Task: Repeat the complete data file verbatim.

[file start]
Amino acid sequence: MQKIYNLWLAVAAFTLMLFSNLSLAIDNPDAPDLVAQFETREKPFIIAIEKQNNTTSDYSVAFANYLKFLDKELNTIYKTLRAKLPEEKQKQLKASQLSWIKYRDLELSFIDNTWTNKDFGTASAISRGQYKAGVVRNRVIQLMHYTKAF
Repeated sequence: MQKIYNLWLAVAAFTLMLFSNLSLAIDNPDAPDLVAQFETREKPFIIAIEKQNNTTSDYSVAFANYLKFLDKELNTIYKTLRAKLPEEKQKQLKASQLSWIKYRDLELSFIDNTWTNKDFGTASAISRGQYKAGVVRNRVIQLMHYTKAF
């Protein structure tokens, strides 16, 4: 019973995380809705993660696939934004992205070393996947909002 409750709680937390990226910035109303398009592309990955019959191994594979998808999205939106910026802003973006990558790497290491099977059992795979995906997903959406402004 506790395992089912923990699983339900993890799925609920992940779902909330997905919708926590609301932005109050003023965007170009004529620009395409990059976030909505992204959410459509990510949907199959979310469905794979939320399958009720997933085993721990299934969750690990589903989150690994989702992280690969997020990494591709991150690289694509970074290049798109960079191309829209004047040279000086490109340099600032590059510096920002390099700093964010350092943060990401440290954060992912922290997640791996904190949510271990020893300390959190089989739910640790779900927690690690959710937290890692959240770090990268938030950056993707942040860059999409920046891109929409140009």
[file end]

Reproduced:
Amino acid sequence: MQKIYNLWLAVAAFTLMLFSNLSLAIDNPDAPDLVAQFETREKPFIIAIEKQNNTTSDYSVAFANYLKFLDKELNTIYKTLRAKLPEEKQKQLKASQLSWIKYRDLELSFIDNTWTNKDFGTASAISRGQYKAGVVRNRVIQLMHYTKAF
Repeated sequence: MQKIYNLWLAVAAFTLMLFSNLSLAIDNPDAPDLVAQFETREKPFIIAIEKQNNTTSDYSVAFANYLKFLDKELNTIYKTLRAKLPEEKQKQLKASQLSWIKYRDLELSFIDNTWTNKDFGTASAISRGQYKAGVVRNRVIQLMHYTKAF
């Protein structure tokens, strides 16, 4: 019973995380809705993660696939934004992205070393996947909002 409750709680937390990226910035109303398009592309990955019959191994594979998808999205939106910026802003973006990558790497290491099977059992795979995906997903959406402004 506790395992089912923990699983339900993890799925609920992940779902909330997905919708926590609301932005109050003023965007170009004529620009395409990059976030909505992204959410459509990510949907199959979310469905794979939320399958009720997933085993721990299934969750690990589903989150690994989702992280690969997020990494591709991150690289694509970074290049798109960079191309829209004047040279000086490109340099600032590059510096920002390099700093964010350092943060990401440290954060992912922290997640791996904190949510271990020893300390959190089989739910640790779900927690690690959710937290890692959240770090990268938030950056993707942040860059999409920046891109929409140009």